Recovering (From) Faith: What I Miss – Part 3


What you have to understand is that I believed all of it implicitly. Oh, I had all kinds of doubts about myself, I had times I was angry with God, and the truth is that especially through my teenage years I rarely lived much in accordance with it but there was never a minute that I remember growing up where I gave serious consideration to the idea that maybe it just wasn’t true. It seemed so obvious to me. It was like breathing, it was like the bed I slept in at night or the food I ate every day. There simply was no possibility of it not being true. People asked me, of course. I had atheist or agnostic friends fairly early on and it wasn’t uncommon for them to point out problems or ask questions but one of the things about being an evangelical is that you have answers for everything. You’re never really asking questions, you’re just using filler to get to the answers you already know.

The Christian God existed as certainly as anything in my life and there simply was no meaningful way to question that. I didn’t always like all of it. Particularly by the time I got older, I really wished that the stuff about homosexuality wasn’t true, I really didn’t like the hell thing, I wished sex did not have to be such a big deal… I mean, these things seemed really inconvenient and sort-of incongruent with my personal experiences but the thing about God is that he trumps all that. Personal experiences are completely untrustworthy. For the heart is deceitful about all things, after all. It doesn’t matter if something seems unjust or unfair to me, God created just, God created fair. So I would find myself apologetically explaining that I still loved people, that while these theologies may not seem very loving (and indeed if I was totally honest, I could not understand how they were… but normally I wasn’t going to admit that to myself or anyone else), God designed love so if he says it’s loving, than it is. The point is that I didn’t question it. I questioned things within it. Actually, by the time I left it behind I had tossed the hell theology. But I simply was incapable of living in a world where God didn’t exist.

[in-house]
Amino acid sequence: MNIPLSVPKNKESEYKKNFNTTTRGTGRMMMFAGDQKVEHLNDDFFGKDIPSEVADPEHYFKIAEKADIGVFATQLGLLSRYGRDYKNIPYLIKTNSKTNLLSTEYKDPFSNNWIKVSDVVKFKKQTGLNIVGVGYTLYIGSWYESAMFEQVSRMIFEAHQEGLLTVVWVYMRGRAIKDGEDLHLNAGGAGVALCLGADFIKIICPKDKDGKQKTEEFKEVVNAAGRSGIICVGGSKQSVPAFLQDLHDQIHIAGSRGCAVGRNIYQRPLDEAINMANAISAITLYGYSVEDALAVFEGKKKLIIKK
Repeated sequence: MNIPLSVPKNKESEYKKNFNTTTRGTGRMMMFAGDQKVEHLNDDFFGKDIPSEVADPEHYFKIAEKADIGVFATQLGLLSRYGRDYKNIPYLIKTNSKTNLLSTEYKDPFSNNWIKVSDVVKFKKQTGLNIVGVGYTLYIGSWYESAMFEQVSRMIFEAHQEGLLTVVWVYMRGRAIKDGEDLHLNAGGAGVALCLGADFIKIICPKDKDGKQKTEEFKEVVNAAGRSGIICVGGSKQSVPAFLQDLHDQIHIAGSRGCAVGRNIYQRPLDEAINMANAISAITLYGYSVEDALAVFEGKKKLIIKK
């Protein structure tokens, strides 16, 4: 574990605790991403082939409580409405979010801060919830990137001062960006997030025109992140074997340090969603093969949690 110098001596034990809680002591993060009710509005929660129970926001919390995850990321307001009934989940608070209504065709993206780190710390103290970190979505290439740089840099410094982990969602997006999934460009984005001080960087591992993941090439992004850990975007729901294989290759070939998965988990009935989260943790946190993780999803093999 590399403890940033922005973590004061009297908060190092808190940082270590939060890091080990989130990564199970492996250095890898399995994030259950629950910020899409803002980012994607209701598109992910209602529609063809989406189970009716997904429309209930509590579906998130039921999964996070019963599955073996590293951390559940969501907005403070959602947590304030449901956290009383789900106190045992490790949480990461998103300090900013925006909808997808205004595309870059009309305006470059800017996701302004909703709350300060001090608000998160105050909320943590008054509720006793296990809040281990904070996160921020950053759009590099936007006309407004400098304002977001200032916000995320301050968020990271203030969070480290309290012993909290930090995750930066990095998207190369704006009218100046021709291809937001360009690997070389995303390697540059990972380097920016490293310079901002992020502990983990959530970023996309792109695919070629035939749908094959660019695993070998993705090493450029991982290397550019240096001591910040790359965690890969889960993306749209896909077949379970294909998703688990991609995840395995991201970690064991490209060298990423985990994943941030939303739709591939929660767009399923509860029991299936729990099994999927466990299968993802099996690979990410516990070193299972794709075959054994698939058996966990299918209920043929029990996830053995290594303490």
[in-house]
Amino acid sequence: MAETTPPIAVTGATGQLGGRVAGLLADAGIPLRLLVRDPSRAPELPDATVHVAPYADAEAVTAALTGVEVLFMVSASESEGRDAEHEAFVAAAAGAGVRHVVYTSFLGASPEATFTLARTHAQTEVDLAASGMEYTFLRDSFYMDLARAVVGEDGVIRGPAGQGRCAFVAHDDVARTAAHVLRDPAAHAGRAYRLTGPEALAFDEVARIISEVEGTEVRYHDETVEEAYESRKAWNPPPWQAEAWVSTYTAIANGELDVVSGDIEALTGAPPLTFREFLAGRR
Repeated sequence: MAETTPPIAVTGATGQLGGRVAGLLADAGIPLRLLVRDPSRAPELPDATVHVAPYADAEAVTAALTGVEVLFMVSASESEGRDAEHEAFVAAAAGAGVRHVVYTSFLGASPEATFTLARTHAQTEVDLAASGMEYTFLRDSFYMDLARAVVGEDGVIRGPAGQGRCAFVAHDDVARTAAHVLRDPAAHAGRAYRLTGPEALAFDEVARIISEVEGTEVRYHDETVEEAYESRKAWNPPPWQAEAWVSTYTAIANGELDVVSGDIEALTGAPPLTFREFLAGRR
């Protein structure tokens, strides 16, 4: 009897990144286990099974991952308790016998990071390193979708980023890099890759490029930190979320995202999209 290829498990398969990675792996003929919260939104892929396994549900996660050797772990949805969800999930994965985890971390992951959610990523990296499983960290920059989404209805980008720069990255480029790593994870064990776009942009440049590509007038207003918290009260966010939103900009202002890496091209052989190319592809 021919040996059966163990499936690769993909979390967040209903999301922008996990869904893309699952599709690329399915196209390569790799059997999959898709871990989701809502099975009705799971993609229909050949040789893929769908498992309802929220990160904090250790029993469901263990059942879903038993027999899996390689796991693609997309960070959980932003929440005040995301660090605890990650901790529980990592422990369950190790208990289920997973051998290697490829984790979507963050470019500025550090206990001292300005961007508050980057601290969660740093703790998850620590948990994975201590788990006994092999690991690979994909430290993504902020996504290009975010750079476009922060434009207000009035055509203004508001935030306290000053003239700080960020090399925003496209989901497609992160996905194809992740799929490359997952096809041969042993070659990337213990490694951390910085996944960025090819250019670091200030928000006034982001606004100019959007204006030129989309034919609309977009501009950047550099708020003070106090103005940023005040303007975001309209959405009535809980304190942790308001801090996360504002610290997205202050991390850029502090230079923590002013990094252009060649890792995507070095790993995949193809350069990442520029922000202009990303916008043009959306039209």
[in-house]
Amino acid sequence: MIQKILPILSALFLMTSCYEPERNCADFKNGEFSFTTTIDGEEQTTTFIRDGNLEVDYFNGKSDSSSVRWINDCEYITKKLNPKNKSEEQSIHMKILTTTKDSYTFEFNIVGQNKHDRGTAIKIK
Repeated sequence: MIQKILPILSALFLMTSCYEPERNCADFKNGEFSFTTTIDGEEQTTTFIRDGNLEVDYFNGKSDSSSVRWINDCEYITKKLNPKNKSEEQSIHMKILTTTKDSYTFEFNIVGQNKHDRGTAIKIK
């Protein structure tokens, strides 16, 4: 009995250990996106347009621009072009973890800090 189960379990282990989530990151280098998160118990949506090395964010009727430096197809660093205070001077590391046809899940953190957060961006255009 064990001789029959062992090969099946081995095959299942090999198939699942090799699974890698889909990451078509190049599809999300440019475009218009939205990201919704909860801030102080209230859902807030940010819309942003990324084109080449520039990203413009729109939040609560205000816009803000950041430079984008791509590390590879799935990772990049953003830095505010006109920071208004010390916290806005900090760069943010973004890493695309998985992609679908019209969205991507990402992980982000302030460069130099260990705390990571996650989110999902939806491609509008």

And now here we are. I’m 30 years old and I now have no idea. I don’t know what I think happens when we die. Do you know how weird that is? For all the genuine trauma I got from my faith, I was never afraid to die, I was sure I knew what would happen. Now I don’t know. When I went to my uncle’s funeral, I was hit with a very powerful feeling that really surprised me. I felt like I didn’t believe he was anywhere. Not heaven, not hell, not anywhere at all. I believed he had lived a very good life and had been happy and brave and good to his family and that mattered. That was enough. But I didn’t believe he was looking down on us, I didn’t believe he had moved on somewhere. I believed what was left of him was with the people who cared about him and that also mattered, that was also significant. But it wasn’t eternal life. Hell, it’s not even a blink. I don’t know. The feeling wasn’t something that stayed with me and it was just that – a feeling. Would I feel the same way if it was my own death? The death of someone I loved a lot and was close to (I barely knew my uncle)? I honestly have no idea. What I know is that for the first time I don’t know that I think there’s anything past this. I don’t believe that someday my parents and I will be reconciled in some perfected state. I don’t believe there’s a great fix.

Believe it or not, it’s not even the belief in a great fix that I miss. I just miss feeling so sure. I think it’s better, I believe it’s better. Life is much more of an adventure these days in many ways. But there are days I miss having that sense of an immovable world, a place where things would make sense on some grand scale someday. I am ultimately glad it’s gone but there was a comfort in feeling like life had a narrative structure even if it was beyond us, in believing that these things were unbreakable. God was always less a person to me than a certainty. On the days I feel the loss, more than anything I miss the certainty.


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